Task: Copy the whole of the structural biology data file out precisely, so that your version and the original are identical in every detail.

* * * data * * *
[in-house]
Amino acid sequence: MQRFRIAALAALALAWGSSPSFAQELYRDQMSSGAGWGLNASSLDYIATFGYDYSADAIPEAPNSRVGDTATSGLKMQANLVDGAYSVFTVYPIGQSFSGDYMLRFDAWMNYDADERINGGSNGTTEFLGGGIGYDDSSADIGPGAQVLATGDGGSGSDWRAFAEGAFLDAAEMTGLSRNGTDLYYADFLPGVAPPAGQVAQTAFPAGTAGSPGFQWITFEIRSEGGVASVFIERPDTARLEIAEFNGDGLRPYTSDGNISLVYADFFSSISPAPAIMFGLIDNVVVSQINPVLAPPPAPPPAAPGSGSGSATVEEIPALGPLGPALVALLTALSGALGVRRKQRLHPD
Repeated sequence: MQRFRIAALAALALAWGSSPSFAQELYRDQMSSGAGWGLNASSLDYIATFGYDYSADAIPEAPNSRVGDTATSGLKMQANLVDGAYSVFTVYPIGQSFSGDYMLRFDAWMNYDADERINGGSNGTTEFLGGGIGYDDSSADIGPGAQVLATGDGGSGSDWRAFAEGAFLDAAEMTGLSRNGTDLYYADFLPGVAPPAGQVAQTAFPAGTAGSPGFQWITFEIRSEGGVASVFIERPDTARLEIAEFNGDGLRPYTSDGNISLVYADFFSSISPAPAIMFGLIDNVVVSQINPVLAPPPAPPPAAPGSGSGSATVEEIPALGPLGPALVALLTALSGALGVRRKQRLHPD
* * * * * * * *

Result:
[in-house]
Amino acid sequence: MQRFRIAALAALALAWGSSPSFAQELYRDQMSSGAGWGLNASSLDYIATFGYDYSADAIPEAPNSRVGDTATSGLKMQANLVDGAYSVFTVYPIGQSFSGDYMLRFDAWMNYDADERINGGSNGTTEFLGGGIGYDDSSADIGPGAQVLATGDGGSGSDWRAFAEGAFLDAAEMTGLSRNGTDLYYADFLPGVAPPAGQVAQTAFPAGTAGSPGFQWITFEIRSEGGVASVFIERPDTARLEIAEFNGDGLRPYTSDGNISLVYADFFSSISPAPAIMFGLIDNVVVSQINPVLAPPPAPPPAAPGSGSGSATVEEIPALGPLGPALVALLTALSGALGVRRKQRLHPD
Repeated sequence: MQRFRIAALAALALAWGSSPSFAQELYRDQMSSGAGWGLNASSLDYIATFGYDYSADAIPEAPNSRVGDTATSGLKMQANLVDGAYSVFTVYPIGQSFSGDYMLRFDAWMNYDADERINGGSNGTTEFLGGGIGYDDSSADIGPGAQVLATGDGGSGSDWRAFAEGAFLDAAEMTGLSRNGTDLYYADFLPGVAPPAGQVAQTAFPAGTAGSPGFQWITFEIRSEGGVASVFIERPDTARLEIAEFNGDGLRPYTSDGNISLVYADFFSSISPAPAIMFGLIDNVVVSQINPVLAPPPAPPPAAPGSGSGSATVEEIPALGPLGPALVALLTALSGALGVRRKQRLHPD